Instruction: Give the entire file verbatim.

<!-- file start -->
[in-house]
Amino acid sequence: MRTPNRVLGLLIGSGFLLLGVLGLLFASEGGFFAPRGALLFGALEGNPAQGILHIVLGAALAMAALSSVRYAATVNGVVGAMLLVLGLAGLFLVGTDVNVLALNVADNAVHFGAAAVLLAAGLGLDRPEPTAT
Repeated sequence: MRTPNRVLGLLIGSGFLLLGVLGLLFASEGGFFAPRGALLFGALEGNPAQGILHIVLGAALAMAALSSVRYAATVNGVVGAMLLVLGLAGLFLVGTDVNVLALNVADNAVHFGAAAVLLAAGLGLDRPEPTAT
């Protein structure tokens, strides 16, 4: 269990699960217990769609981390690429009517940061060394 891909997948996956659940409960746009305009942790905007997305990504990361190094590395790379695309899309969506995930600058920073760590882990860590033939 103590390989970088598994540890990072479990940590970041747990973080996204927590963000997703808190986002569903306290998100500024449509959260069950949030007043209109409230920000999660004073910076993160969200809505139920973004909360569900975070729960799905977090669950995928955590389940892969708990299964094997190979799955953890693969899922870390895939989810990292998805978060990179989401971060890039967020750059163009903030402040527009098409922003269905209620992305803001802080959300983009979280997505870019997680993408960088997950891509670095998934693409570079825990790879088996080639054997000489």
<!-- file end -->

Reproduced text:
[in-house]
Amino acid sequence: MRTPNRVLGLLIGSGFLLLGVLGLLFASEGGFFAPRGALLFGALEGNPAQGILHIVLGAALAMAALSSVRYAATVNGVVGAMLLVLGLAGLFLVGTDVNVLALNVADNAVHFGAAAVLLAAGLGLDRPEPTAT
Repeated sequence: MRTPNRVLGLLIGSGFLLLGVLGLLFASEGGFFAPRGALLFGALEGNPAQGILHIVLGAALAMAALSSVRYAATVNGVVGAMLLVLGLAGLFLVGTDVNVLALNVADNAVHFGAAAVLLAAGLGLDRPEPTAT
């Protein structure tokens, strides 16, 4: 269990699960217990769609981390690429009517940061060394 891909997948996956659940409960746009305009942790905007997305990504990361190094590395790379695309899309969506995930600058920073760590882990860590033939 103590390989970088598994540890990072479990940590970041747990973080996204927590963000997703808190986002569903306290998100500024449509959260069950949030007043209109409230920000999660004073910076993160969200809505139920973004909360569900975070729960799905977090669950995928955590389940892969708990299964094997190979799955953890693969899922870390895939989810990292998805978060990179989401971060890039967020750059163009903030402040527009098409922003269905209620992305803001802080959300983009979280997505870019997680993408960088997950891509670095998934693409570079825990790879088996080639054997000489």